Her soft brindle-hued coat allowed her to easily melt into the wooded background and growing shadows. If she decided to move farther into the brush, I would quickly lose sight of her. Though I wanted to rush in to whisk her away to safety, any sudden movement would have closed the door of opportunity.

There is an art to helping frightened stray animals. A panicked dog or puppy seems to revert to a primal state where raw survival instinct replaces any previously known domestic inclinations and responses. This is the moment when the human has to abandon the notion of how to respond to a pet animal. All of the baby talk and promises of cookies bounce off of terrified ears and a numb heart.

So I parked my Jeep and walked a bit down the road from the puppy, keeping myself at an angle to her but always    keeping her in my peripheral vision. She,  still crouched and tense, did not take her eyes off of me, the potential predator.

I reached a spot about 5 feet down-road from the pup. Her hiding place was about 8 feet off the road, so I was far enough away that I wasn’t putting pressure on her. I sat down in the weeds and gravel because dog rescue never manages to take place in a comfortable location.  Again I kept my body at an angle to the puppy instead of facing toward her.

Well-meaning humans really tend to get it wrong when trying to approach a scared dog. We usually go straight at them, looking directly into their eyes. We immediately thrust a hand toward its face. We lean in and push our faces toward them, all the while babbling in a high-pitched, loud voice. Imagine yourself in a position that is about a foot or so off the ground and how that feels—not pleasant.

Then, we tend to ignore all of their “please don’t pressure me” signals. They glance away. They lick their lips. Their ears will be tense and generally pressed back. The whites of their eyes show. These are all signals that say, please, please back away, but most humans don’t know how to read them. This is how rescue opportunities are lost—or worse, how humans end up with a nasty bite.

So there I sat, glancing sideways at the puppy, talking to her in a low, soft voice, tossing bits of beef jerky near her hiding spot (well, sure, I always keep something enticing in the car!). After about five minutes, the grass rustled, and the young dog cautiously reached out to hungrily snap up a bite of jerky.

Ah, progress. Very, very slowly, I scooted a little bit closer to where the pup sat, watching. Then I just held steady again. I kept my body loose and relaxed. I stayed at an angle to the puppy. I did everything I could to communicate a message that said, “I mean no harm.”

I tossed more jerky, this time not quite so close to where she hid. She crept out to gobble a few bites and then watched me warily, very ready to bolt if I made one wrong move.

Cars passed behind me. Most ignored me completely; some slowed to see what I was up to. I just sat and prayed they would not stop to help. Any added pressure from the human world would send this puppy racing into the brush. I needed a “please ignore the crazy lady playing in the weeds” sign.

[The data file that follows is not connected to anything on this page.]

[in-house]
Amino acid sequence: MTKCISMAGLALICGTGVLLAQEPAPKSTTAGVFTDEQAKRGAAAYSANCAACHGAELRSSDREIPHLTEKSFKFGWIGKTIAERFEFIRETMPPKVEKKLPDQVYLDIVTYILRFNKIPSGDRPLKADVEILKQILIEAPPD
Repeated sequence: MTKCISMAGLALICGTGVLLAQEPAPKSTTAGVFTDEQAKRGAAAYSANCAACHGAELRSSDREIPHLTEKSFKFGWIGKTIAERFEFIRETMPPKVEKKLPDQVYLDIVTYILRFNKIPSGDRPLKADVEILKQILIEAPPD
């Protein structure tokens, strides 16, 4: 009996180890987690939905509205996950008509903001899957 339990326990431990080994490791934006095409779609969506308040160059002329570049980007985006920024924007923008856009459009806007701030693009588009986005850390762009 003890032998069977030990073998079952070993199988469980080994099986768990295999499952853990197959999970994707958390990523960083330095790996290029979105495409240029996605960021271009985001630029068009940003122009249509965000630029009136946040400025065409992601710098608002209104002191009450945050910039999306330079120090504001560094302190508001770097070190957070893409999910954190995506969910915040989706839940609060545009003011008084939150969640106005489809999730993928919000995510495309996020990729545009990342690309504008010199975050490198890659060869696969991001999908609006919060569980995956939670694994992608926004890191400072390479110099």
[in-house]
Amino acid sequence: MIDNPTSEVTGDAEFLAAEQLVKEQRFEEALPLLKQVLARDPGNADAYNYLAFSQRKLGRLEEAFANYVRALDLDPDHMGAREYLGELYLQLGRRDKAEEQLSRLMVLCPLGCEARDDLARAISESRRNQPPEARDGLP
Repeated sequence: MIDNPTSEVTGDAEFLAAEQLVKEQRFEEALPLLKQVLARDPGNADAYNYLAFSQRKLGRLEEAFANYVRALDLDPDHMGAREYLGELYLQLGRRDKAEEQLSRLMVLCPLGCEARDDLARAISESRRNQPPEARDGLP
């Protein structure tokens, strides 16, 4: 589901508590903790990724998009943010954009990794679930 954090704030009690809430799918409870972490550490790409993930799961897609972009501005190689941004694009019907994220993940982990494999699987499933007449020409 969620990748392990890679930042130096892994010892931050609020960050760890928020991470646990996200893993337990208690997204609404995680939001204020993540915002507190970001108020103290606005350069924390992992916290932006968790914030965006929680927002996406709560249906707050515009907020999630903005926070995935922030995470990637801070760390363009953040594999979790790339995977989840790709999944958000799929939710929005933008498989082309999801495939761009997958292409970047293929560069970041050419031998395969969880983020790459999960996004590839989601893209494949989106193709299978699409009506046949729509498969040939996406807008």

After about 20 minutes of slow progress toward the puppy with a non-stop shower of yummy jerky (I can’t lie… I had a few bites myself), I decided to take the pressure completely off. I scooted slowly away from her and then got up, still in slow-motion and walked back toward my car.

What I hoped would happen, did.

Trailing about 4 feet behind me, a young, thin, frightened puppy followed. She still wasn’t sure about me, but I was the best thing she had found in this big, scary world, and while she wasn’t ready to run into my arms, she sure wasn’t ready to let me go either.

As long as I stayed steady and didn’t move too quickly, I was about to see a puppy make a very difficult choice—the choice to trust this human.

I looked sideways at my little shadow and asked if she might like to come home with me. Her reply was to crawl underneath my Jeep and plop down. Oh, great. First, I got to scoot around in gravel and itchy weeds, now I would know the joy of lying on my belly on the asphalt and gravel under my car. No matter. She was well worth it.

So I stretched out on the road and scootched my way under the Jeep. I would like to say a public thank you to my very significant other, Jim, at this moment for putting a little lift kit on the Jeep. It sure made the scootching much easier. Scootch, by the way, is a technical term that anyone who rescues animals in the field knows all too well.

Now I’m lying on my belly, under my Jeep on a thankfully not busy stretch of road. I extended my fingertips to offer another little bit of jerky. She gently took it from me and swallowed it without even chewing. This was one hungry puppy.

Then I reached out to lightly tickle the side of her neck with my fingers. At this point, I would like to issue another public thank you for the combination of my mom and dad that gave me freakishly long arms. They come in darn handy.

While lightly petting her with my fingertips, I finally saw a change in the puppy’s posture. Her eyes softened. Her ears lowered and relaxed. She exhaled with a distinct, little sigh. This puppy was making a choice to trust me.